NATO chief says Macedonia talks to start once name dispute ends November 3, 2010Posted by Yilan in Macedonia.
Tags: Macedonia, NATO
Deliberations on Macedonia’s membership in NATO can start once its name dispute with Greece is resolved, NATO Secretary General Anders Fogh Rasmussen said Thursday during a one-day visit here.
“NATO’s decision is clear and all of our decisions require unanimity. I urge all sides to do whatever possible to reach a solution as soon as possible,” Rasmussen said after a meeting with Greek Foreign Minister Dimitris Droutsas on issues that included NATO’s new strategic doctrine.
Ahead of the Lisbon summit on Nov. 19, Rasmussen held a series of talks with Greek officials, including Prime Minister George Papandreou and Defence Minister Evangelos Venizelos on the doctrine issue, as well as proposals for cutbacks on the expenses of NATO’s structure and personnel.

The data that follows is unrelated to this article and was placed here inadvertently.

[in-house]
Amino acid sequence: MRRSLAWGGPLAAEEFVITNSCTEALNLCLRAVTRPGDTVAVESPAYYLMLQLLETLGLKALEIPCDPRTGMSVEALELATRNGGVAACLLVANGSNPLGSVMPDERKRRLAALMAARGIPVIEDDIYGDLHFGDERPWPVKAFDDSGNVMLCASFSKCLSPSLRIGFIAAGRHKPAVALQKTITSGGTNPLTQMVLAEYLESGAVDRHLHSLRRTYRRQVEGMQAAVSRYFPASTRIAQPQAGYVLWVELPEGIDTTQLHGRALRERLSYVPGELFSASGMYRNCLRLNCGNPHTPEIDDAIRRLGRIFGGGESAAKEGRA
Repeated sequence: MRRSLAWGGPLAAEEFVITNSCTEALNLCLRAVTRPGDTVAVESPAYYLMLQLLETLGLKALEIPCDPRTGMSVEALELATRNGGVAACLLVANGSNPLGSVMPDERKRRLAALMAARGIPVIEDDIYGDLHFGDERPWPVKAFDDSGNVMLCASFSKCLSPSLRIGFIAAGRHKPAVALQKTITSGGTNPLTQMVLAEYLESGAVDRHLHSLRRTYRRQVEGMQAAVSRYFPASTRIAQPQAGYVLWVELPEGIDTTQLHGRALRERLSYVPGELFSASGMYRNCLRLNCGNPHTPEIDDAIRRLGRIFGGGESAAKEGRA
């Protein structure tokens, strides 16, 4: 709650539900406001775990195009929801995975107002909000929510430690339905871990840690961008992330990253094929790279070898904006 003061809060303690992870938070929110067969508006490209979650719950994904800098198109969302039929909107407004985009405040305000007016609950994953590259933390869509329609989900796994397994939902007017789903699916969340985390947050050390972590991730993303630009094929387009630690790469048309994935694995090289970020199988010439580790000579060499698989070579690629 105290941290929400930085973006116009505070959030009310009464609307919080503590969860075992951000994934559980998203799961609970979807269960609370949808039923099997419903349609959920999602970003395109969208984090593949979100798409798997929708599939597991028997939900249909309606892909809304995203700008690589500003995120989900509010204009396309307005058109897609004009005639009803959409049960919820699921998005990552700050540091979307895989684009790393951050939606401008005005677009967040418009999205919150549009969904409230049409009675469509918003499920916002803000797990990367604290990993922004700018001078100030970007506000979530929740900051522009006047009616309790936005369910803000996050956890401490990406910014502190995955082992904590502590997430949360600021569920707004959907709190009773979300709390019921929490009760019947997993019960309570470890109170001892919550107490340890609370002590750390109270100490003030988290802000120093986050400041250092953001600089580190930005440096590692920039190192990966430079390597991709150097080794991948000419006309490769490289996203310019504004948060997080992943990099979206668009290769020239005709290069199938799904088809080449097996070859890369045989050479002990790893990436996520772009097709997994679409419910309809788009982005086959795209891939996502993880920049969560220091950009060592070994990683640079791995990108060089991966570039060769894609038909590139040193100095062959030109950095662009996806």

According to Greek media reports, Rasmussen promoted the idea of reducing NATO staff to 9,000 from the current 13,000 and regional headquarters — among them one in the central Greek city of Larissa — from the current 11 to seven.
While Rasmussen held meetings with Greek officials, a small group of protesters planned a demonstration in front of the Greek parliament, chanting slogans against NATO’s military interventions.
Macedonia and Greece are locked in a 19-year-long dispute over the use of the name of Macedonia.
Athens insists that Macedonia’s name implies territorial claims against its own northern province, also called Macedonia.
In December last year, the EU postponed the decision to grant Skopje the much desired date for start of its accession talks due to the unresolved name issue.
In 2008 Greece also blocked Macedonia from entering NATO over the same dispute.